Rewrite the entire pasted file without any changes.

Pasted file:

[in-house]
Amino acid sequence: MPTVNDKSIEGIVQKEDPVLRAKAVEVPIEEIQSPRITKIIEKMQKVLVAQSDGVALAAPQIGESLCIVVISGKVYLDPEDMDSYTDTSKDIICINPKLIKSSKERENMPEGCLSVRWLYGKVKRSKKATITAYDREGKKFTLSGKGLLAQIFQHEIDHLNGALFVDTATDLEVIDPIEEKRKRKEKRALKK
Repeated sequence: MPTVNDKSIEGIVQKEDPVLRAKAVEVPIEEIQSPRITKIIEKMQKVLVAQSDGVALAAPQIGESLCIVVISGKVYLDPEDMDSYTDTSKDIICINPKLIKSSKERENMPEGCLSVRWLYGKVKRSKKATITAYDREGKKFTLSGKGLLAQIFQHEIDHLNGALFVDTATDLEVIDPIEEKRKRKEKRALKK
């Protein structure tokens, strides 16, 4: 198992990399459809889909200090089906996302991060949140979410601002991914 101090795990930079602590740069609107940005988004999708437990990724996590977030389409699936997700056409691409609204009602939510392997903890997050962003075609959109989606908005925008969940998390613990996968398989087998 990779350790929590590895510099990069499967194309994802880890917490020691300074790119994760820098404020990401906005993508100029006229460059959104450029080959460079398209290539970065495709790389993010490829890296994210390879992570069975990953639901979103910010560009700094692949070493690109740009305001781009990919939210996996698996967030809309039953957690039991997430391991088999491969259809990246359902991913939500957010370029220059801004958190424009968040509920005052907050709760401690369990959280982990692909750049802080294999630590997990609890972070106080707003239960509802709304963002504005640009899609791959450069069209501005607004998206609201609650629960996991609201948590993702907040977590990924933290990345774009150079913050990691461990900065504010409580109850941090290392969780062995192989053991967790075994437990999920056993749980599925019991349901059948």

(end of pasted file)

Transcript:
[in-house]
Amino acid sequence: MPTVNDKSIEGIVQKEDPVLRAKAVEVPIEEIQSPRITKIIEKMQKVLVAQSDGVALAAPQIGESLCIVVISGKVYLDPEDMDSYTDTSKDIICINPKLIKSSKERENMPEGCLSVRWLYGKVKRSKKATITAYDREGKKFTLSGKGLLAQIFQHEIDHLNGALFVDTATDLEVIDPIEEKRKRKEKRALKK
Repeated sequence: MPTVNDKSIEGIVQKEDPVLRAKAVEVPIEEIQSPRITKIIEKMQKVLVAQSDGVALAAPQIGESLCIVVISGKVYLDPEDMDSYTDTSKDIICINPKLIKSSKERENMPEGCLSVRWLYGKVKRSKKATITAYDREGKKFTLSGKGLLAQIFQHEIDHLNGALFVDTATDLEVIDPIEEKRKRKEKRALKK
């Protein structure tokens, strides 16, 4: 198992990399459809889909200090089906996302991060949140979410601002991914 101090795990930079602590740069609107940005988004999708437990990724996590977030389409699936997700056409691409609204009602939510392997903890997050962003075609959109989606908005925008969940998390613990996968398989087998 990779350790929590590895510099990069499967194309994802880890917490020691300074790119994760820098404020990401906005993508100029006229460059959104450029080959460079398209290539970065495709790389993010490829890296994210390879992570069975990953639901979103910010560009700094692949070493690109740009305001781009990919939210996996698996967030809309039953957690039991997430391991088999491969259809990246359902991913939500957010370029220059801004958190424009968040509920005052907050709760401690369990959280982990692909750049802080294999630590997990609890972070106080707003239960509802709304963002504005640009899609791959450069069209501005607004998206609201609650629960996991609201948590993702907040977590990924933290990345774009150079913050990691461990900065504010409580109850941090290392969780062995192989053991967790075994437990999920056993749980599925019991349901059948």